Our technology forecasting system is an improved version of the Delphi technique consisting of the five phases below:
Phase 1 Scanning We first do extensive scanning of the scientific literature, media, Internet, interviews, and other sources to accumulate background data.
Phase 2 Analysis Next we organize the scanning data into a detailed analysis consisting of a summary, other forecast data, the event to be forecast, and trends opposing and driving each technology. These key elements are defined below. The analyses are considered especially valuable because they summarize the best available knowledge on any technology in a convenient format. Detailed analyses for all technologies inbcluding the Expert Survey Forecasts are listed under the Forecasts page.
Other Forecast Data summarize available information on the present adoption level of each technology, any forecasts that are available, estimates of economic demand, and other facts relevant to the Event Being Forecast.
Event to be Forecast (or a “milestone”) is a precisely defined adoption level to be forecast for each technology. We usually use the 30% adoption level, but other levels are used where appropriate. The 30% level is of particular interest because technologies usually enter the economic mainstream at this point. This method is so flexible that almost any event or variable can be forecast.
Cons consist of trends opposing the adoption of the technology. Cons can take the form of limited technical performance, high cost, political obstacles, lack of social acceptance, limited business development, and other factors.
Pros comprise trends driving the technology. They typically describe technical breakthroughs, business investment, examples of successful adoption, changes in government policy, statements by prominent authorities and the like.
Phase 3 Expert Survey The experts go online to integrate all this information using their judgment and knowledge. The panel is listed in “About” and includes a rich mix of differing perspectives.TechCast strives to enlist competent authorities with advanced degrees, extensive publications, relevant experience, and breadth of knowledge. They are asked to focus on areas they feel most knowledgeable about, so not all respond to all technologies. Delphi studies are considered reliable if they include a dozen or more experts, and we surpass that criterion considerably. (1)
Phase 4 Results The system aggregates these estimates to forecast: 1) The Most Likely Year each technology will reach the level specified adoption level. 2) The Market Size of the technology when it matures, 3) Our Experts’ Confidence in this forecast. These data are presented in a Forecast Data Analysis table. Frequency distributions are also provided to enhance transparency. The data are presented in various formats that enhance analysis, as in the tables under Forecasts and the bubble charts highlighting strategic analyses for each field of study.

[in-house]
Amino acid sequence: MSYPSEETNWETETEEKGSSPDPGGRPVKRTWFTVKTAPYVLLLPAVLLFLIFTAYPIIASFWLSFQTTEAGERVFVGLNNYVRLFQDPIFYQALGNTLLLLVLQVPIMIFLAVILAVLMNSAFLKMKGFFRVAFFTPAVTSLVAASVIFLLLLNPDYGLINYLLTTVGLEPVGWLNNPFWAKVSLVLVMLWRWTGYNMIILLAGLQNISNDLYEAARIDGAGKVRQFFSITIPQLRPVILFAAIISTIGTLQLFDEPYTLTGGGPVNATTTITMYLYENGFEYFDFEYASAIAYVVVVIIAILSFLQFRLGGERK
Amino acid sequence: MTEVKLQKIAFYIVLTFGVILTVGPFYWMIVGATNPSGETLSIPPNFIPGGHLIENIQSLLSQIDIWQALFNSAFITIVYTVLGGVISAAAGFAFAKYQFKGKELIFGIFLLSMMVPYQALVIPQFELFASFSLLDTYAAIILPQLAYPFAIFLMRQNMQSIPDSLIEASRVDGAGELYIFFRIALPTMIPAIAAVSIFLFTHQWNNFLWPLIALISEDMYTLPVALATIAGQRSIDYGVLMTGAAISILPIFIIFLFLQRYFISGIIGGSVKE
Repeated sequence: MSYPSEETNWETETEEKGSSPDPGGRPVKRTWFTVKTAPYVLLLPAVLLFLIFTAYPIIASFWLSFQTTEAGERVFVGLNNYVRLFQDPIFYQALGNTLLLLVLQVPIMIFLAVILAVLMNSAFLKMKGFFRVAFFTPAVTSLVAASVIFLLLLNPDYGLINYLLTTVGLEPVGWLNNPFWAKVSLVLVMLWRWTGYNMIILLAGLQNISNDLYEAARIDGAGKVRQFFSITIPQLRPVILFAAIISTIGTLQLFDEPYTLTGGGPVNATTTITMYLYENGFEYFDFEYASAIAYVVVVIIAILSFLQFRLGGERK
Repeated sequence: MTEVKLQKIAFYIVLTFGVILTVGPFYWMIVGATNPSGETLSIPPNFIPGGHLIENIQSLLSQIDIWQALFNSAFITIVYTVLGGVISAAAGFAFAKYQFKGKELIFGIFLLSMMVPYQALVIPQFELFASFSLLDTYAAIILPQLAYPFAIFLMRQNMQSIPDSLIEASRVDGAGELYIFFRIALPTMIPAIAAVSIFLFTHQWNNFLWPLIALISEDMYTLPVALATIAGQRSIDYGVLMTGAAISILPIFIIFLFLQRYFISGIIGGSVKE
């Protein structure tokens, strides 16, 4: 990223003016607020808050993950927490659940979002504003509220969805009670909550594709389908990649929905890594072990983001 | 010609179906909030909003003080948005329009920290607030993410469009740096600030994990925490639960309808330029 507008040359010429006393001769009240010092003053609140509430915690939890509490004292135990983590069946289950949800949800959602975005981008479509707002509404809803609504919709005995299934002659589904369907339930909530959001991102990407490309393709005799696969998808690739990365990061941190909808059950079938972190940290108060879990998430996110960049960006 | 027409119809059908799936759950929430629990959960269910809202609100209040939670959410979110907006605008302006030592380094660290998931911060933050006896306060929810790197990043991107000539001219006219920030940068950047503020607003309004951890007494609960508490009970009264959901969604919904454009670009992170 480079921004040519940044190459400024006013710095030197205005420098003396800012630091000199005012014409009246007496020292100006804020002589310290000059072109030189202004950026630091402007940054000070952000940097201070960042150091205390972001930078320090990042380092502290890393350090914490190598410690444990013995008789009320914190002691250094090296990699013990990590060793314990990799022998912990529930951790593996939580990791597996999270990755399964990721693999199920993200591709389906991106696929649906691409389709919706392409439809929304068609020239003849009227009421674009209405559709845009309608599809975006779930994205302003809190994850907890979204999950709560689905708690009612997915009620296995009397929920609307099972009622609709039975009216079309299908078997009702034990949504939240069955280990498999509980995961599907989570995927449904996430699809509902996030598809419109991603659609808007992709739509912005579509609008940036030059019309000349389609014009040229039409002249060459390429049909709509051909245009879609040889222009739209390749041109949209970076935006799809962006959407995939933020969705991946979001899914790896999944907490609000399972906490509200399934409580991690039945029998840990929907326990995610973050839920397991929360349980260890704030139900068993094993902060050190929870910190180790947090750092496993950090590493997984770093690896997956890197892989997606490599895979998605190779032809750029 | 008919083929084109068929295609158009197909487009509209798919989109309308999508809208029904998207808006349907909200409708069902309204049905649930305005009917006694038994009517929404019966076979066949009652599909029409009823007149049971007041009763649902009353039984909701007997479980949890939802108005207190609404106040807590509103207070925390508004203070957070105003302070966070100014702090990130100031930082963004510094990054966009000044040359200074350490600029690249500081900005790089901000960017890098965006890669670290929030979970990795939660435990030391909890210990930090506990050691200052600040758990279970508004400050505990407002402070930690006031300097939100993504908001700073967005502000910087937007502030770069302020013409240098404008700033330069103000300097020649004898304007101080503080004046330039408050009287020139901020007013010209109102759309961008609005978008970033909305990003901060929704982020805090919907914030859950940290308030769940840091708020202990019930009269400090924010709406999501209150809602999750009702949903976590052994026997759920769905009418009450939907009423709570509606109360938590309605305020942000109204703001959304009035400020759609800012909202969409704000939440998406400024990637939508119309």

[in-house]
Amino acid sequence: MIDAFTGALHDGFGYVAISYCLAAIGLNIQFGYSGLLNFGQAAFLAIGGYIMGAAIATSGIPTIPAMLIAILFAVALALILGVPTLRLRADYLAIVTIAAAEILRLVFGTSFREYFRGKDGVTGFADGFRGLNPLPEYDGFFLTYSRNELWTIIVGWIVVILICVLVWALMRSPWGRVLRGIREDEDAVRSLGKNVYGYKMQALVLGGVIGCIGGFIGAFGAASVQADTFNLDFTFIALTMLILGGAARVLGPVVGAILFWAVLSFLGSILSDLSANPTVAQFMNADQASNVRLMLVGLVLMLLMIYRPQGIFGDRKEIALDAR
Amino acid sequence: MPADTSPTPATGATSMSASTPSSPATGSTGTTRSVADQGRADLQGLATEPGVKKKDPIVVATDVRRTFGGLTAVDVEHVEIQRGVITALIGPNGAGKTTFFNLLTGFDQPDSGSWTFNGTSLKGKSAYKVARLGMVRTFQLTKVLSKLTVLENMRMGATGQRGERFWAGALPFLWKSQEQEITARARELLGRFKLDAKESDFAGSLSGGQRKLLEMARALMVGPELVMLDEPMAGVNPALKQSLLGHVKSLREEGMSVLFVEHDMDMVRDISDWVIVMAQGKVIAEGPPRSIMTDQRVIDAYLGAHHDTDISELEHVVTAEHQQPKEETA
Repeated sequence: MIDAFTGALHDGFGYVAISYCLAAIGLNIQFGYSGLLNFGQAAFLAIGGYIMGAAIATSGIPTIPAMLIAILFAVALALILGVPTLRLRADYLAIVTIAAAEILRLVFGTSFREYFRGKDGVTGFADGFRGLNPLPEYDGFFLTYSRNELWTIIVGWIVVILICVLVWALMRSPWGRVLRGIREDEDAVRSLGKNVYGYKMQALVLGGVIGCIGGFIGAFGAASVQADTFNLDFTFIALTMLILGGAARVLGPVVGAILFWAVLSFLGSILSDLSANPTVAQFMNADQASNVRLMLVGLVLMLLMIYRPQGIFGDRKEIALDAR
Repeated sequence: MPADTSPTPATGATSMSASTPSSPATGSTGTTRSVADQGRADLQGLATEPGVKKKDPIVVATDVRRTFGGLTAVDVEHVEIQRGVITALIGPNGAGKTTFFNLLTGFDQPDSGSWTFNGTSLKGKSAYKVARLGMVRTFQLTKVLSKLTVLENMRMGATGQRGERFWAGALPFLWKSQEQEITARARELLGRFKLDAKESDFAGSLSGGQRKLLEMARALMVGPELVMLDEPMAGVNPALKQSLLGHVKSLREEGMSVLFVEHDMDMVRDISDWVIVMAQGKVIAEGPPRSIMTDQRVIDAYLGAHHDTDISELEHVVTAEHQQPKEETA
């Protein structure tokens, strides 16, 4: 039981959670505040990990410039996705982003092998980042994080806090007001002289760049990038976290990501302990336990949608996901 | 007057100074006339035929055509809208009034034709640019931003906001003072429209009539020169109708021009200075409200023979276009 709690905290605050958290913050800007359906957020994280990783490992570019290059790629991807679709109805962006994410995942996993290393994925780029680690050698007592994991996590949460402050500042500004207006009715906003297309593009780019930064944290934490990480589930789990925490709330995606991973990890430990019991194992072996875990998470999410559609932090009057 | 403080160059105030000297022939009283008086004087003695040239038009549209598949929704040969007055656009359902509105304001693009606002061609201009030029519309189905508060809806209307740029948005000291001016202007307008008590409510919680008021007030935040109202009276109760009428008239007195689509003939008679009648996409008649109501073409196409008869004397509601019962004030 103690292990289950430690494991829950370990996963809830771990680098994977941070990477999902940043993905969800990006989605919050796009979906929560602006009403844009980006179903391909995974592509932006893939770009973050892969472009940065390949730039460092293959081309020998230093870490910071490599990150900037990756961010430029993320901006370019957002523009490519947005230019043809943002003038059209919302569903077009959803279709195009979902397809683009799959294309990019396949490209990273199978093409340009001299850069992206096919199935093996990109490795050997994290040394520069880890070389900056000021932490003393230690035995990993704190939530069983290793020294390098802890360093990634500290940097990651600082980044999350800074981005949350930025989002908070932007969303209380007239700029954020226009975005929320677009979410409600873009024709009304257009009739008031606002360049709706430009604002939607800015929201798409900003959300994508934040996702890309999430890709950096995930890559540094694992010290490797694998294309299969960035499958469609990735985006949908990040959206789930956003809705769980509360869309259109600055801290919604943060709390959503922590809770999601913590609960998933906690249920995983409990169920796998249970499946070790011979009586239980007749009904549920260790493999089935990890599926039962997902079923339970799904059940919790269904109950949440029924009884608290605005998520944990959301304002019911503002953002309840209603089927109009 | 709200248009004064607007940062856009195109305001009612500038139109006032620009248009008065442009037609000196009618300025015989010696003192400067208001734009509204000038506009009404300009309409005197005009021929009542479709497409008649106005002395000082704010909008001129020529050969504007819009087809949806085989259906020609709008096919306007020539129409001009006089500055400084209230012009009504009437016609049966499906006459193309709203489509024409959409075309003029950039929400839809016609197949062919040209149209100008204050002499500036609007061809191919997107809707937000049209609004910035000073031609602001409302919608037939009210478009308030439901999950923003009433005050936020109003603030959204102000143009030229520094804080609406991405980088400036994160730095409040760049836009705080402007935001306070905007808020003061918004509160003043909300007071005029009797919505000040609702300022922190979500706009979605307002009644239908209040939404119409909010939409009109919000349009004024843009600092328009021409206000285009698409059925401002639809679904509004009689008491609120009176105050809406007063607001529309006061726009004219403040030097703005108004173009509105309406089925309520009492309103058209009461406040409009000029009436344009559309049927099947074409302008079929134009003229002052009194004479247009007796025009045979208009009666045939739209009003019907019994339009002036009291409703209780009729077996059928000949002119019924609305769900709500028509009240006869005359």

Phase 5 Iterations Experts’ comments and new background information are incorporated in an updated breakthrough analysis, and this process is repeated every year or so to “track” the forecast over time, allowing us to extrapolate the best possible forecast. “Arrival” dates are also noted to evaluate the accuracy of forecasts. TechCast analyzes the results to identify which qualities make more accurate experts.
The obvious question raised by Delphi forecasts of this type is, “How accurate are the results?” TechCast has been using this method for 15 years on a variety of projects, and analyses of these results show that the variation among forecasts averages +/- 3 years, with standard deviations averaging 4.3 years. Some technologies vary more widely because they are controversial, while others show little variance because they are well established. We have also recorded “arrivals” of several technologies, all roughly within this likely error band of +/- 3 years. These results are compelling when it is recalled that the expert panel changed over this time, as did the prospects for various technologies, and other general conditions.
The field of “Knowledge Management” (KM) offers a useful perspective for understanding the rationale underlying this methodology. From a KM view, the TechCast approach can be understood as a “learning system.” conducted by a “community of practice” to “continually improve” results. This process of gathering background information, organizing it into a coherent analysis, surveying experts, and using results to improve the system allows the experts to continually learn and thereby approach a “best possible forecast” based on a “scientific consensus.”
Some contend that methods replying on expert judgment are subjective, whereas quantitative methods are more precise. Quantitative methods also involve large amounts of uncertainty because of underlying assumptions that must be made. The TechCast approach subsumes quantitative forecasts into the analyses provided to experts, and then allows their considered judgment to resolve the uncertainty that remains.This consensus can be in error, of course. But it represents a synthesis of the best available background information and authoritative knowledge to produce the best possible answer to a tough question. Experts may have their own bias, naturally, but it is usually distributed normally, washing out in the aggregate results.
Overall, if the present uncertainty is defined as 100%, we have found through experience that this process reduces uncertainty to about 20-30%. Some think of the outcome as “good enough to get a decision-maker into the right ball park.” As noted above, results can become even more accurate by using expert comments to improve the background analyses and by tracking forecasts over time.